Survival skills are essential when dangerous situations arise. These skills naturally require practice, but you don’t have to go deep in the woods to hone your craft. You can sit in your living room and practice purifying water or tying different knots. Preparing now makes you ready for when actual disaster scenarios arise.
Here are six basic survival skills you can learn from the comfort of your home.
Injuries can and will happen when dealing with sharp tools, wild animals and other situations causing harm. You’ll need to act fast, so learning first-aid administration is a crucial skill to practice at home.
Start by learning or refreshing your memory on life-saving techniques, such as cardiopulmonary resuscitation (CPR). You can find educational videos online and get CPR certification through organizations like the Red Cross. This skill can be the difference between life and death for your loved ones, so it’s helpful to have in your back pocket.
Another first-aid skill you could learn is how to deal with injuries. Open wounds lead to blood loss and infections if you don’t treat them quickly, so watch educational videos on how to react to them. Cuts and scrapes can happen at home and in the woods, so it’s helpful to learn now and be able to act any time.
2. Honing Repair Skills
You can rough it with no tools or technology, but items like flashlights, pocket knives and water filters keep you alive. These gadgets are great until they don’t work, rendering them useless. However, you can make them serviceable again by working on your repair skills. You don’t have to break items, but you can experiment with taking them apart and putting them back together.
Focus on springs, considering how common they are in everyday items you use, such as cars and firearms. Crossbows use springs to store energy and launch the arrow toward your target. Your semiautomatic pistol uses springs to fire bullets and reload its ammunition.
Guns have springs for the magazine, trigger, recoil and other parts. Inspect each one if something goes wrong to see where the problem lies. The spring could have wear, damage or an improper seal. Knowing how to fix springs helps when you’re in survival situations.
Fire is the best way to clean your collected water. Nearby lakes and rivers offer plentiful supplies, but how much of that is safe to drink? You don’t want to risk ingesting contaminants, so boiling water is your best bet for purifying. This kills dangerous viruses and bacteria due to high temperatures, letting you worry less about getting sick from drinking one of life’s essentials.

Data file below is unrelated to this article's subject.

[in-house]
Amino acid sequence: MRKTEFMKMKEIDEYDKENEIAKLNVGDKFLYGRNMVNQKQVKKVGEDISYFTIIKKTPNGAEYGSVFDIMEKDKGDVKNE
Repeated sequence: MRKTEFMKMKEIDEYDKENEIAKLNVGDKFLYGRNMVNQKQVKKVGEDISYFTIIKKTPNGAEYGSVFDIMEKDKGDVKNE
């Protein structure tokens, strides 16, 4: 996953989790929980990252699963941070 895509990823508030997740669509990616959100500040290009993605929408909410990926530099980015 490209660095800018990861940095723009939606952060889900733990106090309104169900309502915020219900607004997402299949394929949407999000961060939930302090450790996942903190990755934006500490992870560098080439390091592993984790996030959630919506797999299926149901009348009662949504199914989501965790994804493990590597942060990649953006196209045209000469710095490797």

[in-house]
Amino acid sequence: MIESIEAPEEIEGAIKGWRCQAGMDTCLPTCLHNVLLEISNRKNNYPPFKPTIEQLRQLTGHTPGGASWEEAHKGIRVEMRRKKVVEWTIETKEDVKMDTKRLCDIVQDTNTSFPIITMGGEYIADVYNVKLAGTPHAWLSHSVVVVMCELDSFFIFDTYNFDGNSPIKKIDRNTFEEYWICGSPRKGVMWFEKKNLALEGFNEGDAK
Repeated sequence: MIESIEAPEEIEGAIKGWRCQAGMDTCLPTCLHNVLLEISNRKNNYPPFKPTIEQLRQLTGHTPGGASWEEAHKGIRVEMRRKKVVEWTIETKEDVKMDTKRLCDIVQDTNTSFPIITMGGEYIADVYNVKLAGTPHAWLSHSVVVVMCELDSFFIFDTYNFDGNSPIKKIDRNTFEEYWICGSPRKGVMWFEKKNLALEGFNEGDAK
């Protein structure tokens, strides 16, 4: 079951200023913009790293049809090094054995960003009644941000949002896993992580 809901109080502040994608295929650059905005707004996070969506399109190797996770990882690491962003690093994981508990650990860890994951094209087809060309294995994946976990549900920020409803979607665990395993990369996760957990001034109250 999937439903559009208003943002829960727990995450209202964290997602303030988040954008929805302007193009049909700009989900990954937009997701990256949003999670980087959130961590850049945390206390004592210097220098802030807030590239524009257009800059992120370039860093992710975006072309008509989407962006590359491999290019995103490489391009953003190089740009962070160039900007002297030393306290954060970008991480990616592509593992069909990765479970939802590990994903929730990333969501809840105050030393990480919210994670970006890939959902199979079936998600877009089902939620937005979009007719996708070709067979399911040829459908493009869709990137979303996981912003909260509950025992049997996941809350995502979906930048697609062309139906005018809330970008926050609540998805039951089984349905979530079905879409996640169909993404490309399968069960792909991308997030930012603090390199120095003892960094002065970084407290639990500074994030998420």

If you don’t have a fire, get creative with purification and experiment with different techniques at home. For example, try dropping iodine tablets in a water bottle. Iodine kills microorganisms that cause waterborne illnesses, making it an effective solution. Place a tablet or 10 drops of liquid iodine in a quart of water and let it sit for at least 30 minutes before drinking.
One thing you can try is foraging in the woods to find plants ready to pick and eat immediately. Nuts and berries are your best options because most of them are safe. Mushrooms can be a decent protein source, but some fungi are poisonous. Read guides about local plants and mushrooms to determine what’s safe to eat.
Another survival skill you can practice at home is growing food. Gardening is a worthwhile venture because it makes you self-sustainable and provides fresh food for your family. Start with fruits and vegetables requiring low maintenance. Carrots are an excellent choice because they grow in cold weather and are relatively easy to care for. Plus, they only take three or four months to develop after sowing.
Campfires may be suitable for roasting marshmallows and telling scary stories, but they’re also one of your lifelines for survival. Fire enables you to cook food, boil water and stay warm in cold temperatures. Building a fire also wards away predators while you’re in the woods.
What if you find yourself needing fire but don’t have the conventional tools to spark flames? Lighters and matches may be unavailable, so you must be creative to start a fire for survival.
Head to the backyard and try to build a fire with only resources found in the woods. You’ll need to gather firewood from branches and logs and tinder from twigs and leaves. Find a dry spot, create a fire ring and generate flames. Rub sticks together or use your glasses to focus sunlight on the fire. You’ll have limited options in survival situations, so make the most of what you have.
Being sustainable significantly helps with survival. Reducing your dependence on others to create your goods is only to your benefit if stores shut down, forcing you to make everything from scratch. Practice developing DIY household products at home, such as hand soap, all-purpose cleaners and dish detergent.
Homemade versions of these products are ideal, considering the store-bought ones typically have volatile organic compounds (VOCs). Inhaling VOCs can irritate your eyes and throat and can even cause cancer.
For example, say you accidentally spill diesel on your clothes. You just ran out of laundry detergent, so you must find an alternative cleaning solution. Try mixing baking soda and Coca-Cola to eliminate the tough-to-remove smells. This combination is nontoxic, making it safe for clothes and surfaces. Coke may be unconventional, but its acidic nature makes it a terrific degreaser.
Some people take classes or go to training centers to learn survival skills. These options can teach you a lot, but you don’t have to leave your house to hone your craft. Stay home and learn these six survival skills that will prepare you for almost anything.